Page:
The North Carolina Symphony kicked off its 2011-12 season in Wilmington with a program featuring Schubert’s “Great” C Major Symphony. The moniker is meant to distinguish the piece from Schubert’s “Little” Symphony in the same key written earlier, but could just as well refer to the transcendent quality of the work itself.

As a counterbalance to the massive Schubert, the shorter first half featured two very familiar, often-performed works. The first was “Night on Bald Mountain” by Mussorgsky. This staple of the repertoire was actually written in good part by Rimsky-Korsakov, Mussorgsky’s sometime mentor who helped bring his music to the stage after his death. This performance began with effective swells helping to set the eerie mood. The following tutti chords were tight and, as happened elsewhere in the concert, the grand pause was truly dramatic, a taut suspension of motion. As the first part of the piece unfolded, the conductor, William Henry Curry, showed his customary fine control of color. The middle section lost perhaps a bit more than a desirable amount of kinetic quality, but the recap built up strongly again. The wind solos in the final section were beautifully evocative.

The next work was the first suite from Grieg’s Peer Gynt, incidental music to Ibsen’s play by the same name. Like the Mussorgsky, this piece is frequently heard in concert and has also entered the popular domain. The first number was the evergreen “Morning Mood.” Once again, sensitive wind solos and finely created colors characterized this movement. The following “Ase’s Death” projected first a mournful and later a soaring quality, with a beautiful sustained hush in the last section and a dark ppp at the end. “Anitra’s Dance” bounced, and “In the Hall of the Mountain King,” the final number in the set, led from a lumbering start to an effective accumulation at the end.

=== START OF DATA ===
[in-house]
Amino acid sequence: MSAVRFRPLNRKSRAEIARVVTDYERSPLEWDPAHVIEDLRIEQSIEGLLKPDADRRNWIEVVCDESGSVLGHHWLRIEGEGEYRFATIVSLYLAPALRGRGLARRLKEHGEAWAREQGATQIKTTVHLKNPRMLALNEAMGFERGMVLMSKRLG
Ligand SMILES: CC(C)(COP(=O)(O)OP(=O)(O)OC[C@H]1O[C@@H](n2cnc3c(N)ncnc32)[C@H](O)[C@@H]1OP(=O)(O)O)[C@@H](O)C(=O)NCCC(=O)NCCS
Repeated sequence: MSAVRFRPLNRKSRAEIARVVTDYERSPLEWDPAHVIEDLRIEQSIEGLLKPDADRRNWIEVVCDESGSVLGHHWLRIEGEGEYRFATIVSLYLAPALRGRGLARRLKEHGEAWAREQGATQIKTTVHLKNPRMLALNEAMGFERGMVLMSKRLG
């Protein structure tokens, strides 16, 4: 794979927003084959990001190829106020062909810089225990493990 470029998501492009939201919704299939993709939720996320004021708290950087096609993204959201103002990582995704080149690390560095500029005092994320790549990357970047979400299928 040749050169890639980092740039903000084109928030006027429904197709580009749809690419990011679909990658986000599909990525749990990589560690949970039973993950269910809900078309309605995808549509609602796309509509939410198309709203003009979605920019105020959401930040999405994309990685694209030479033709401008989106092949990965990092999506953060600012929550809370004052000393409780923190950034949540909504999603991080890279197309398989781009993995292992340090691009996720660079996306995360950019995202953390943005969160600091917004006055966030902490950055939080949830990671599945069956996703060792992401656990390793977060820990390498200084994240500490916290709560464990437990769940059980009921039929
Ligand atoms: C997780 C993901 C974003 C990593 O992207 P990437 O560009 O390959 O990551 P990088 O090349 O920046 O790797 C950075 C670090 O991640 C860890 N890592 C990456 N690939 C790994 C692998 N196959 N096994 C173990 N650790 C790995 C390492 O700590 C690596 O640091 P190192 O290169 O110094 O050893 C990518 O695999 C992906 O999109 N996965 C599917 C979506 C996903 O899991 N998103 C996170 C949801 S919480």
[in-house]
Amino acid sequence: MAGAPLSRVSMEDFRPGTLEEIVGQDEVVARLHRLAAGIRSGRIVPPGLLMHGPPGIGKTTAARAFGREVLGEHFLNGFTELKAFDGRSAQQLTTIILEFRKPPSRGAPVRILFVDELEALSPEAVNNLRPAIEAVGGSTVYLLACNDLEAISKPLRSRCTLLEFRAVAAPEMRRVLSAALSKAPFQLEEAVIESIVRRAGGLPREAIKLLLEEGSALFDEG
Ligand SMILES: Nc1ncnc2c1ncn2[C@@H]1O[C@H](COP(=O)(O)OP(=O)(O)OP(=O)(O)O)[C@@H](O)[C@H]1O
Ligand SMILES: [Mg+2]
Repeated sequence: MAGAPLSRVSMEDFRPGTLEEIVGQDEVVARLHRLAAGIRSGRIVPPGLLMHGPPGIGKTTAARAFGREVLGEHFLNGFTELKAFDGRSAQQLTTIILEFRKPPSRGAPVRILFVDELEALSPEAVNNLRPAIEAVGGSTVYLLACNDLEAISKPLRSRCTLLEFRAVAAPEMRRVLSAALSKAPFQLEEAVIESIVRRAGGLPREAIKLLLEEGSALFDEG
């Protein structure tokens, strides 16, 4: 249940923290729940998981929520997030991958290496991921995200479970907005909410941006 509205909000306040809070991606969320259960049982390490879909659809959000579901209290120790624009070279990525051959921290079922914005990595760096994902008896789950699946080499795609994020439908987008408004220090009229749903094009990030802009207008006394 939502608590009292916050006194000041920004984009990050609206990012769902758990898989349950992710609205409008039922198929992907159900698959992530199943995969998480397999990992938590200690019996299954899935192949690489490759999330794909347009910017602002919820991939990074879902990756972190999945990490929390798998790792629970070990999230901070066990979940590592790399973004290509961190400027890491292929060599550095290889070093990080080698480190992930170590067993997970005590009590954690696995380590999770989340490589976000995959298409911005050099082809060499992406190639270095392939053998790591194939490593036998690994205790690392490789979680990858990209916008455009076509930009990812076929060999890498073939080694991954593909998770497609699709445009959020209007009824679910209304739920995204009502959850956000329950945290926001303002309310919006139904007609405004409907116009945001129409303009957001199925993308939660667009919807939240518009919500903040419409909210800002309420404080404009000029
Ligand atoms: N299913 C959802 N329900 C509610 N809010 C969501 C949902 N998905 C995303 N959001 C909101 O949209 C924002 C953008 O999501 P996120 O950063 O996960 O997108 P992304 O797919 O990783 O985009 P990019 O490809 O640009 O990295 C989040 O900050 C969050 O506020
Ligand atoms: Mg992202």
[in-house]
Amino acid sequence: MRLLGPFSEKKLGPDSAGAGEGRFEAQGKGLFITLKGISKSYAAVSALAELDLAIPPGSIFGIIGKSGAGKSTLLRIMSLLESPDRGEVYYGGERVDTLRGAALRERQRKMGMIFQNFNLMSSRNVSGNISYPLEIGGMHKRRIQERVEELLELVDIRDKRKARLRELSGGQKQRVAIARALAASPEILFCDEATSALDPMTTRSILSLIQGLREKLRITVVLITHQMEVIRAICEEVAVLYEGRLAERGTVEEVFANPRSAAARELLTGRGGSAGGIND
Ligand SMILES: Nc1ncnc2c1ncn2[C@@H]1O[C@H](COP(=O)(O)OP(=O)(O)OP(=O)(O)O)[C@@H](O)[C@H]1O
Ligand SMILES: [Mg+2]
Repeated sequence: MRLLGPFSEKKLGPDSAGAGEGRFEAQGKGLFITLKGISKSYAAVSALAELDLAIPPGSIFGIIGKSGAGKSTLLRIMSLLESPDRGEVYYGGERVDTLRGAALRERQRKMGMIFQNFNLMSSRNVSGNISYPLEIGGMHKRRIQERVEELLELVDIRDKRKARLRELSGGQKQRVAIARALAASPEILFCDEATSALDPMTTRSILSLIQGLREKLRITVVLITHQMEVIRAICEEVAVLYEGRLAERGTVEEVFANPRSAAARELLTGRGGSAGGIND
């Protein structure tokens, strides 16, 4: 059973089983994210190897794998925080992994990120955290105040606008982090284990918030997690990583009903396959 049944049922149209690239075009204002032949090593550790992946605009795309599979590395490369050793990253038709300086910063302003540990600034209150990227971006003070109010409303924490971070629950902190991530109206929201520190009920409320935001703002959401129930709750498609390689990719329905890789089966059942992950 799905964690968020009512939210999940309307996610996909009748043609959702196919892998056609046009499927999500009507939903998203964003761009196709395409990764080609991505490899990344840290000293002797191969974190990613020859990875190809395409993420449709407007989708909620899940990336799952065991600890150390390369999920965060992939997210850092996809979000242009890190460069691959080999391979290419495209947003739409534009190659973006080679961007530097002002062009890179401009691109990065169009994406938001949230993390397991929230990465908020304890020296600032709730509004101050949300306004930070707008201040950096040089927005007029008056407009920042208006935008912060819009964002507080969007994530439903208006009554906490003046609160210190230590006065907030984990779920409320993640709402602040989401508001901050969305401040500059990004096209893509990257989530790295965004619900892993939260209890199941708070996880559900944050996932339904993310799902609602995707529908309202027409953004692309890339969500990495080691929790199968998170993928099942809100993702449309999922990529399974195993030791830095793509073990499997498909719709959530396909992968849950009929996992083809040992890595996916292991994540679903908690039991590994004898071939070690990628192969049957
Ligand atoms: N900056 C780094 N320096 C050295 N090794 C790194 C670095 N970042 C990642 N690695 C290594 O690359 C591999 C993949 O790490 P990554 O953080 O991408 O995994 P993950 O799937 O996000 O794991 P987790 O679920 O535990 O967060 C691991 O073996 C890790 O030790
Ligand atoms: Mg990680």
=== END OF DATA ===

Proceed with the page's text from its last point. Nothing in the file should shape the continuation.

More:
Despite the familiarity of these pieces, Curry led readings that did not become routine but rather projected excitement in the act of performance. He also addressed a few words to the audience and in so doing – especially in his humorous off-the-cuff reaction to a ringing cell phone – created a good extra-musical rapport with his listeners.

The second half was devoted entirely to the symphony that Schumann praised for its “heavenly length.” The work is not only Schubert’s “great” essay in music for the orchestra, but one of the pinnacles of the symphonic literature. The performance featured much beautiful playing as well as some expectations unfulfilled. The first movement began surprisingly fast. This took away some of the majesty of the opening horn call and the general expansiveness of the introduction. Also, it led to the basic beat of the following allegro being surprisingly close to the opening andante. This movement, like the rest of the symphony, features exposed wind writing, both fast and slow; the orchestra’s players rose to the challenge with consistent beauty of tone and phrasing. Yet overall, there was also some lack of the directional intensity which characterized the pieces in the first half and which holds together a work of this demanding scale.

Like the first movement, the second also began somewhat briskly, even almost perky. This did not allow its haunting, tragic quality fully to emerge. This music is the embodiment of the sadness, sometimes bittersweet, which characterizes Schubert, along with gaiety and dance. The reflective quality missing from the theme emerged more fully in the middle section, and later, after the climax, with its dramatic grand pause. That pause seemed to set into motion a different character, with a coda that created a dark, sustained tone. Here Curry and his forces captured the weight of this somber poem, which gives glimpses of a lifetime of experience, yet was written by a man not yet thirty.

The third movement scherzo brings the symphony fully into the domain of the dance. It is unusual in its length and complexity. Curry’s tempo carried both the weight and the energy of the movement. The trio had the needed wistful quality.

The fourth movement was the most successful and gave a culminating brilliance to the performance. From the opening it caught the momentum of the piece, fast and whirling yet not hectic – Schubert in the thrill of the dance. The rhythm of the rapid triplets was always clear and defined. The middle section projected tension and a strong peak. The buildup to the return in E-flat was also tautly done, followed by an effective wind-down to the coda. The ending was powerful and grand. This movement was exciting, even scintillating in its bright colors and energetic momentum. The virtuosity of the orchestra, especially the winds, carried the work to an imposing conclusion, received with justified enthusiasm by the audience.

This program is being toured widely as the season gets underway. It was given earlier in Southern Pines and Fayetteville, and presentations in New Bern, Wilkesboro, and Salisbury are pending. For details, see the sidebar.